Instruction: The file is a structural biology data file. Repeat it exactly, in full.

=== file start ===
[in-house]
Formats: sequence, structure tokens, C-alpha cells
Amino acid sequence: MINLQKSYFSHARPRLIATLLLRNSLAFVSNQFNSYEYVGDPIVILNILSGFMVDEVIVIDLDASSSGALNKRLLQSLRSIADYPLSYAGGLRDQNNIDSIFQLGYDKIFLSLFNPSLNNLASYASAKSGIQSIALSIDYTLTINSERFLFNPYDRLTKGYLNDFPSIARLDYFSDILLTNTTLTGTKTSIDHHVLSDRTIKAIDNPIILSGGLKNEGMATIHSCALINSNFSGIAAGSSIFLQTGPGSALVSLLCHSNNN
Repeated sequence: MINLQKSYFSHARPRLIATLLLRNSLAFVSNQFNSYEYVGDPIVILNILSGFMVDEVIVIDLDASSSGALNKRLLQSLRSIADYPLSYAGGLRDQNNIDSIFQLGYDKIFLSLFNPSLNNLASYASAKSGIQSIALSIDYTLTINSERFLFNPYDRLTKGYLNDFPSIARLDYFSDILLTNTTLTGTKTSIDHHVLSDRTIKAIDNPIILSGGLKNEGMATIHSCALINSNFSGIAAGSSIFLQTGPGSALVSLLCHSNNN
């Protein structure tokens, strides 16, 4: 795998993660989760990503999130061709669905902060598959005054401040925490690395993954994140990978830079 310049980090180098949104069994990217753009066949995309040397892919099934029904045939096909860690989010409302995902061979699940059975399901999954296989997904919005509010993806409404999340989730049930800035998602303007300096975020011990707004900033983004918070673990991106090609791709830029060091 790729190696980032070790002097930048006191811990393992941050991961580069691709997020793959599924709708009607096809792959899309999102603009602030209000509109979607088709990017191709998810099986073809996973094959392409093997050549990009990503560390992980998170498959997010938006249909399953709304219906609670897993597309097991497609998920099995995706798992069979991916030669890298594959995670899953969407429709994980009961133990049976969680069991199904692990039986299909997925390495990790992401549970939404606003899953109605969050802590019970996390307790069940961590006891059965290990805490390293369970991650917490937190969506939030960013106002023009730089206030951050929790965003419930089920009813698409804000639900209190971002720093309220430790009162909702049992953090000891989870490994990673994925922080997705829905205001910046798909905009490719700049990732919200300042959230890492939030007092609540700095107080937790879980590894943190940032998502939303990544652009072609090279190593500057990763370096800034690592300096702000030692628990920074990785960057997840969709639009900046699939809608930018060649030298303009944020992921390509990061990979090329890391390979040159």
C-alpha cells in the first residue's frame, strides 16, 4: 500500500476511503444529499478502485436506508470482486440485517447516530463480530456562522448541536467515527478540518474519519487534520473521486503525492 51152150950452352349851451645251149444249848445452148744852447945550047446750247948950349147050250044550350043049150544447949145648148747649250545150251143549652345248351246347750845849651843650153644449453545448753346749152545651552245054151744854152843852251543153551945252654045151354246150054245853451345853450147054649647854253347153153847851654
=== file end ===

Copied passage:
[in-house]
Formats: sequence, structure tokens, C-alpha cells
Amino acid sequence: MINLQKSYFSHARPRLIATLLLRNSLAFVSNQFNSYEYVGDPIVILNILSGFMVDEVIVIDLDASSSGALNKRLLQSLRSIADYPLSYAGGLRDQNNIDSIFQLGYDKIFLSLFNPSLNNLASYASAKSGIQSIALSIDYTLTINSERFLFNPYDRLTKGYLNDFPSIARLDYFSDILLTNTTLTGTKTSIDHHVLSDRTIKAIDNPIILSGGLKNEGMATIHSCALINSNFSGIAAGSSIFLQTGPGSALVSLLCHSNNN
Repeated sequence: MINLQKSYFSHARPRLIATLLLRNSLAFVSNQFNSYEYVGDPIVILNILSGFMVDEVIVIDLDASSSGALNKRLLQSLRSIADYPLSYAGGLRDQNNIDSIFQLGYDKIFLSLFNPSLNNLASYASAKSGIQSIALSIDYTLTINSERFLFNPYDRLTKGYLNDFPSIARLDYFSDILLTNTTLTGTKTSIDHHVLSDRTIKAIDNPIILSGGLKNEGMATIHSCALINSNFSGIAAGSSIFLQTGPGSALVSLLCHSNNN
């Protein structure tokens, strides 16, 4: 795998993660989760990503999130061709669905902060598959005054401040925490690395993954994140990978830079 310049980090180098949104069994990217753009066949995309040397892919099934029904045939096909860690989010409302995902061979699940059975399901999954296989997904919005509010993806409404999340989730049930800035998602303007300096975020011990707004900033983004918070673990991106090609791709830029060091 790729190696980032070790002097930048006191811990393992941050991961580069691709997020793959599924709708009607096809792959899309999102603009602030209000509109979607088709990017191709998810099986073809996973094959392409093997050549990009990503560390992980998170498959997010938006249909399953709304219906609670897993597309097991497609998920099995995706798992069979991916030669890298594959995670899953969407429709994980009961133990049976969680069991199904692990039986299909997925390495990790992401549970939404606003899953109605969050802590019970996390307790069940961590006891059965290990805490390293369970991650917490937190969506939030960013106002023009730089206030951050929790965003419930089920009813698409804000639900209190971002720093309220430790009162909702049992953090000891989870490994990673994925922080997705829905205001910046798909905009490719700049990732919200300042959230890492939030007092609540700095107080937790879980590894943190940032998502939303990544652009072609090279190593500057990763370096800034690592300096702000030692628990920074990785960057997840969709639009900046699939809608930018060649030298303009944020992921390509990061990979090329890391390979040159």
C-alpha cells in the first residue's frame, strides 16, 4: 500500500476511503444529499478502485436506508470482486440485517447516530463480530456562522448541536467515527478540518474519519487534520473521486503525492 51152150950452352349851451645251149444249848445452148744852447945550047446750247948950349147050250044550350043049150544447949145648148747649250545150251143549652345248351246347750845849651843650153644449453545448753346749152545651552245054151744854152843852251543153551945252654045151354246150054245853451345853450147054649647854253347153153847851654